Censored on Facebook

Yesterday I was censored from a complaint to Facebook and to say it rattled me would be an understatement. What rattled me even more was commentary from two Syracuse University Newhouse School professors, Assistant Professor Amy Toensing and Adjunct Professor Rafael Concepcion who rushed to judgement without any facts.

Here is the photo in question.

Woman with her buttocks exposed

Quick background. I do think that Henri-Cartier Bresson and Jay Maisel along with many others would have shot this had they had the opportunity. One of my points was simply that if I had to sum up South Florida in one picture for a story this would be the one. Additional let it be known that I did have a release.

Since my childhood I wanted to go to the Newhouse School. After all many uncles and cousins graduated from Syracuse and my mom and one of my brothers continued the legacy. I was so keen on Newhouse that I did not apply to any other school and was accepted on early decision. After graduating I taught in the photography department for a semester and have lectured there alone and with colleagues Stephen Wilkes, Eric Meola and Clint Clemens. I have always been proud and honored to say I graduated from Newhouse.

Yesterday I had to put all of that in question. When I studied photojournalism at Newhouse several things were drilled into my brain. What, When, Where and that as a journalist you cover a story without personal opinion. Most important make sure you get all the facts…. I have covered many controversial subjects including Nazi demonstrations and have always tried to cover the event fairly and without personal opinion.
Needless to say I was taken back when two professors slammed me without any facts all of which could and would have been answered in an open forum. Neither apologized for being wrong on any level and as they represent Syracuse it has left me questioning what is going on at this prestigious school.

There was commentary from some people that my post from yesterday was an invasion of personal privacy. It raises an interesting issue about nudity in art and photography generally—are nude or partially nude photos of people posing for a photograph featured in Vogue magazine an invasion of privacy and no longer artistic because they embrace sexuality? Are sculptures in museums of naked men and women an invasion of the privacy of those who posed for them hundreds of years ago? What about paintings in some of the most elite museums across the world that show nudity? Certainly those posing for art made hundreds of years ago didn’t anticipate that it may end up in a museum for billions of people to see for centuries to come. Does context matter?

This is precisely the type of dialogue that we should be discussing as a community and especially as we teach younger generations of photographers. What makes art “art”? Certainly context matters. What if someone is posing nude in the public? Is it an invasion of privacy to take a photo of them if they chose to display themselves to the community? In the law, the Supreme Court has made clear that you don’t have a reasonable expectation to privacy if you display something that is publicly available for all to see. So this begs the question, it is an invasion of privacy to take a photo of someone who chooses to walk down the street nude for all to see?

What saddened me was not the fact that some people may have varying opinions, but a rush to judgement on a photograph without even thinking about what was the context of this? What if this person had asked me to take this photo? Or it was part of a photo shoot? Or they knew exactly what was happening and just didn’t care? It’s this rush to judgement that endangers the creativity of future generations of photographers and artists. If we censure a new generation of artists in this way by immediately rushing to judgement and stating an image must represent one thing and one thing only or otherwise it’s “wrong”, doesn’t that fundamentally undermine what art is really about—That art should be open to perspective, interpretation and discussion. And yes, sometimes beautiful art can be controversial, but does that make it “wrong?”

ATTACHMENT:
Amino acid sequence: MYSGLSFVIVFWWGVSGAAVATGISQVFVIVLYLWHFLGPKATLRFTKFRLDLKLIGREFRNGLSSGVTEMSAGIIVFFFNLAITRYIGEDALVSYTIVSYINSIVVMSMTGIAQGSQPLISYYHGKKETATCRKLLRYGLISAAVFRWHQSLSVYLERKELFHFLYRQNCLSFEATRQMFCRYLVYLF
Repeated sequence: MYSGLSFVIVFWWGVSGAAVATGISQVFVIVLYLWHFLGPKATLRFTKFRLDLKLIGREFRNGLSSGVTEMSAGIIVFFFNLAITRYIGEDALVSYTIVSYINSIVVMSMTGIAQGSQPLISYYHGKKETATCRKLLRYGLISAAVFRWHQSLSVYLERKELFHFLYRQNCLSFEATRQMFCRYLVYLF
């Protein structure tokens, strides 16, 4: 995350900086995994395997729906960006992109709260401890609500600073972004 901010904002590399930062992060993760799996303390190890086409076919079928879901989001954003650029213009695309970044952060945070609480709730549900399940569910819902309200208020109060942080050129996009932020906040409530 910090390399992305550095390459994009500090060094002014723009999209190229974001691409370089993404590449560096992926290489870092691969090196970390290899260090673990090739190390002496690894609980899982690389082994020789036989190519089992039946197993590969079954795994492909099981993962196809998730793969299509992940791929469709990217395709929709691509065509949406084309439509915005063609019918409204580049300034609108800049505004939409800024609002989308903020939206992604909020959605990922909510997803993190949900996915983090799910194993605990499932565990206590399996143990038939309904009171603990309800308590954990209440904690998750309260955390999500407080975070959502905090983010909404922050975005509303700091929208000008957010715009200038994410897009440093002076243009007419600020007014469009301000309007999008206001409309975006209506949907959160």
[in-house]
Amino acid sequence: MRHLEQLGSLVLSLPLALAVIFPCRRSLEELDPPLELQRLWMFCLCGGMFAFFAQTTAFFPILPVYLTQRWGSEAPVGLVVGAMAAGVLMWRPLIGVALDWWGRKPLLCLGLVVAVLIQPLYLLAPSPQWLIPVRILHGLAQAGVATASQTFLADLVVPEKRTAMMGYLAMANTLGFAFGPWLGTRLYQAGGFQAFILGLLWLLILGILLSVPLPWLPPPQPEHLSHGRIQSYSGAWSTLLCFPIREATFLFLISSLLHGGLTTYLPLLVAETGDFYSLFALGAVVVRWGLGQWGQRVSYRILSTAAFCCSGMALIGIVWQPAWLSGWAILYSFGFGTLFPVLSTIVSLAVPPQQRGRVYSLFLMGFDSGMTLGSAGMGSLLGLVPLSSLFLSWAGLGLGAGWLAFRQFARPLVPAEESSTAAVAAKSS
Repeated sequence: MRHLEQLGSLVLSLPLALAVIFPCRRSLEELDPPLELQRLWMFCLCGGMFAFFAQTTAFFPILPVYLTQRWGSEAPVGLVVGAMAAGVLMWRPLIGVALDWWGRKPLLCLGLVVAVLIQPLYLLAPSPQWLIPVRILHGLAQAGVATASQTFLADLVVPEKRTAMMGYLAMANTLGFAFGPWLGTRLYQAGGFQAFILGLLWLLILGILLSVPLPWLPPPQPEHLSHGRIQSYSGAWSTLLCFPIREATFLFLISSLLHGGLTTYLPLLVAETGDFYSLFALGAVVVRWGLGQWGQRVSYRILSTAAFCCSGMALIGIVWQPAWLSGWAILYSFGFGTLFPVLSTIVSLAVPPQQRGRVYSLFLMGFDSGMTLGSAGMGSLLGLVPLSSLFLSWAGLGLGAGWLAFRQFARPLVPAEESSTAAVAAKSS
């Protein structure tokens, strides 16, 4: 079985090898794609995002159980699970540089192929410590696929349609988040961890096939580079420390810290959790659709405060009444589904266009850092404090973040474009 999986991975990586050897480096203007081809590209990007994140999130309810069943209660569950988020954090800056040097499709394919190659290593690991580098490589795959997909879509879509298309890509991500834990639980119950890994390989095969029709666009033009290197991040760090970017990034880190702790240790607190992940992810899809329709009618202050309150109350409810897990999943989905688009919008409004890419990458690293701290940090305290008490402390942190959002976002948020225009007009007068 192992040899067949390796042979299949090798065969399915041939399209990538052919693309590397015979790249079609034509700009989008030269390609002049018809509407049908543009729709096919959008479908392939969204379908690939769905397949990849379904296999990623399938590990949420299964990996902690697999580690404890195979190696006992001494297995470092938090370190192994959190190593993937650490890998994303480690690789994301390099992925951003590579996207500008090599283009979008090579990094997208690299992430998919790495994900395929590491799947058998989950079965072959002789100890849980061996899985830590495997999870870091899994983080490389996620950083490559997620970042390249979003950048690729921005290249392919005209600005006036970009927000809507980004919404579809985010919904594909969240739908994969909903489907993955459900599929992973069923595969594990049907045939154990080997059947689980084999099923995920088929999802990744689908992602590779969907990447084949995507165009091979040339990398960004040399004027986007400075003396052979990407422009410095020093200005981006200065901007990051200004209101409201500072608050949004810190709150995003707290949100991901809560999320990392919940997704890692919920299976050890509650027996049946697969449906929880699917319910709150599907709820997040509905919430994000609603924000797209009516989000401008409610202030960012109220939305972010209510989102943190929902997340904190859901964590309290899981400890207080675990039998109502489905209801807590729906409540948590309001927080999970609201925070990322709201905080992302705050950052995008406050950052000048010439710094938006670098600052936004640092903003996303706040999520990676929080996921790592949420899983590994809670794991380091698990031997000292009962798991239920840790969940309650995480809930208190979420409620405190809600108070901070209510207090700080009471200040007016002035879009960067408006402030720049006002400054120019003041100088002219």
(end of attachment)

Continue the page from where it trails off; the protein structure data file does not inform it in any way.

With all this in mind I have chosen another photograph which is one of my favorites from Antarctica to raise further questions and discussion. Anyone can take a photograph but to me it is not what the photograph is of but rather what it is about.

I am not a landscape photographer. I am not a wildlife photographer. I am not a people photographer. Yet all of these genre can fit into my repertoire of images.
I photograph things that are invisible to most people.
I feel a magnetic connection I sense between myself and my subject. My camera becomes an extension of my mind , allowing me to journey into a very personal energy field from each subject, breaking boundaries and opening doors. The experience elicits a sacred feeling suspending time and capturing energy.
I love environments that are otherworldly and surreal where I can explore conscious and subconscious energy and a fantasy I see in nature.
Through the use of metaphor my vision explores feelings of sensuality and illusion, but at the same time emphasizes our fragile environment, instilling a sense of responsibility to preserve it from further destruction.
This particular image makes many folks think about female anatomy. Is that vulgar? Is a “naked iceberg” allowed on Facebook. I would love to further discussion and commentary and will continue to push the envelope…
Thanks for reading:
Seth


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#syracuseuniversity

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